Our experienced lawyers share their unique perspectives on the latest market news and trends. Moulis Legal and our lawyers are highly ranked by respected peer review agencies Chambers & Partners, Who’s Who Legal and Best Lawyers. Our recognitions include consistent Band 1 recognition by Chambers & Partners Asia Pacific, and as one of Australia’s top 20 law firms (Chambers & Partners, 2015).
The Mortimer review of export policies and programs, entitled Winning in World Markets (“Mortimer Report”) was released on 1 September 2008. It provides an export blueprint for small to medium enterprises (“SMEs”) that are or might become exporters over the next 5 years, and makes important recommendations about how they can be supported in the future.
Daniel Moulis participated in the interesting and topical Commercial Practice in a Global Economy conference in Sydney on 1 August 2008, hosted by the Commercial Law Association of Australia in conjunction with the Ross Parsons Centre of Commercial, Corporate and Taxation Law of the University of Sydney.
Australia has been a popular target for Chinese outbound investment over the last decade, especially in the mining and resources industries. The Federal Treasury’s Foreign Investment Review Board (“FIRB”), which is based in Canberra, has the role of assessing such investment proposals in the “national interest”. For the most part, FIRB has adopted a liberal attitude towards approvals, grounded in rules and policies which are well-publicised and transparent.
Minor changes which have been proposed to the subsidy disciplines of the WTO Subsidies and Countervailing Measures Agreement recognise that the existing Agreement is fundamentally sound, and reflect a widely held view that the interpretation and observance of the rules is a more important issue than what they say.
It can be difficult to mount a legal challenge against an administrative decision, such as a planning approval. Courts require mistakes in the exercise of a discretion to be significant, so that they can be said to amount to an error of law, before striking down a challenged decision.
Proposals for new international rules to deal with issues such as the scope of anti-dumping investigations; the controversial question of “zeroing”; anti-circumvention of dumping measures; and how countries must handle investigations, were circulated for comment late last year in the World Trade Organisation (“WTO”).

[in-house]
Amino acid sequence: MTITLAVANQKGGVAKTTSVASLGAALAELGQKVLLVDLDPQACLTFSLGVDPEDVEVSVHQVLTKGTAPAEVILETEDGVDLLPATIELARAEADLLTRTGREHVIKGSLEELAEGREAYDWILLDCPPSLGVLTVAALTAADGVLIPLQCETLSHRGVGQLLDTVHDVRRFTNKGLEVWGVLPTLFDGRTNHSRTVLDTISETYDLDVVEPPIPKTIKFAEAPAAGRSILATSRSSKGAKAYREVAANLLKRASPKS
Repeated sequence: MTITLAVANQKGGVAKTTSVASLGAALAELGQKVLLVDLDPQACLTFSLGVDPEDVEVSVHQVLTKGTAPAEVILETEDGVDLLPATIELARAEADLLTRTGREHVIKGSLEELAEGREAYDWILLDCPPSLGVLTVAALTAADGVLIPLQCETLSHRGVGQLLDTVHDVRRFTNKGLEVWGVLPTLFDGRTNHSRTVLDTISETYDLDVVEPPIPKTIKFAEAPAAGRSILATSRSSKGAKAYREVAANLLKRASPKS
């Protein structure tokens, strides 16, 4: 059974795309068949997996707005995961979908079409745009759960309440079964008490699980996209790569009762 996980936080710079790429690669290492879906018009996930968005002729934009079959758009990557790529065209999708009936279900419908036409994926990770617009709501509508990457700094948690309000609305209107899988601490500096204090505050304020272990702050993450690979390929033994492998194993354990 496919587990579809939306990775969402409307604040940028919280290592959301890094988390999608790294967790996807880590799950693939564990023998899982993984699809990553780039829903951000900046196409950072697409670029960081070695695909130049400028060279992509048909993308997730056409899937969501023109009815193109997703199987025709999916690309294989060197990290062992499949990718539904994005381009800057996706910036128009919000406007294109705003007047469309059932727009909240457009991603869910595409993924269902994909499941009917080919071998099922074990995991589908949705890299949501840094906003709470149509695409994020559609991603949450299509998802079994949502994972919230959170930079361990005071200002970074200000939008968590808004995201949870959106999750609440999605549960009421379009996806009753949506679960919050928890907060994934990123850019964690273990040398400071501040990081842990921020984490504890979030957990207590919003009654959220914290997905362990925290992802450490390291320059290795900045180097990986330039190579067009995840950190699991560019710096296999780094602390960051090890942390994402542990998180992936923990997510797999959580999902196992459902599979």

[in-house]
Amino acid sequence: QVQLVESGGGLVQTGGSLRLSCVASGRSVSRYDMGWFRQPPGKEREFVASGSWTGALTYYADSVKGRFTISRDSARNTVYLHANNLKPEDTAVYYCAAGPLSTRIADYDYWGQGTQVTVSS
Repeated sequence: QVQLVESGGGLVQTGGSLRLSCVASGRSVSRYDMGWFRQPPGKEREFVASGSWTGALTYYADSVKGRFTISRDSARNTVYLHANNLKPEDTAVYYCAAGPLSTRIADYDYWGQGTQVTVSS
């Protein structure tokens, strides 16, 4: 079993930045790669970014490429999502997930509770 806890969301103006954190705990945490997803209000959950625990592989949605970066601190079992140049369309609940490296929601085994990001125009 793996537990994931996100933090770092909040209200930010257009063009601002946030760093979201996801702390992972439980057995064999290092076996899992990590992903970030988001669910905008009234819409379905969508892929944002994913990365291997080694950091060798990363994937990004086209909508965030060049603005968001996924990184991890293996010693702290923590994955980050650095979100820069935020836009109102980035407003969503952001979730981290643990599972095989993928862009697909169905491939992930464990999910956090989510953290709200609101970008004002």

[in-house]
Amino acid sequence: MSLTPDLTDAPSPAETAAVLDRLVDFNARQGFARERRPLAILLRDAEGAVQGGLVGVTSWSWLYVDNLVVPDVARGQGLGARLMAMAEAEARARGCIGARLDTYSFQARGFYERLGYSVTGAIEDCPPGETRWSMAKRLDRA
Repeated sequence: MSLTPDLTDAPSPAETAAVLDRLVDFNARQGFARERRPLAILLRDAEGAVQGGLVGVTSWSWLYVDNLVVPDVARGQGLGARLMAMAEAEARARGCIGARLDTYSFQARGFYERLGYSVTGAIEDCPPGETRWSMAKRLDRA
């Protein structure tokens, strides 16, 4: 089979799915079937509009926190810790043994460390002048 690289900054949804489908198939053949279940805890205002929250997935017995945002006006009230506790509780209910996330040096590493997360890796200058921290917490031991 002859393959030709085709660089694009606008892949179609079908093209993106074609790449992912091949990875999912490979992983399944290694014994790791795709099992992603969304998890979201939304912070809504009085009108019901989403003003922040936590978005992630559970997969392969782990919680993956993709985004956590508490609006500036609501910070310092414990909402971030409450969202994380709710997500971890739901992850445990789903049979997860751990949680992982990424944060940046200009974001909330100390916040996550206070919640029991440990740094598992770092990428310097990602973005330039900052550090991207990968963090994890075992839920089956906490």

Radical last-minute changes to amendments to the Trade Practices Act 1974 (“the Act”) present new risks for foreign companies exporting products to Australia at below cost prices, and significant opportunities for Australian industries facing such “dumping”.
Toy recalls, poisonous pet food, poor quality compliance and low labour standards have marred the reputation of Chinese products in the international market place. A recently reported Chinese court judgement about rotten ginger highlights the critical importance of sound contract dispute management procedures and prompt action when something “Made in China” is not as the buyer expected.
Housing affordability is a key policy concern of governments. In Canberra, concerns about affordability are not confined to home buyers or tenants. Similar concerns are shared by commercial property developers, land owners and tenants. A critical element in achieving better affordability, for any of these groups in the community, is land supply. A second critical element is effective competition in the market place.
China ratified the Convention on the Settlement of Investment Disputes between States and Nationals of Other States (“the Washington Convention”) in 1993. The Washington Convention establishes an arbitration regime for the resolution of investment disputes arising from a foreign investor and its host State. An obvious advantage of this regime is that it provides a way for foreign investors to resolve investment disputes in the context of international standards and procedures, instead of standards of the host State and the efficiency and quality of domestic court judgments.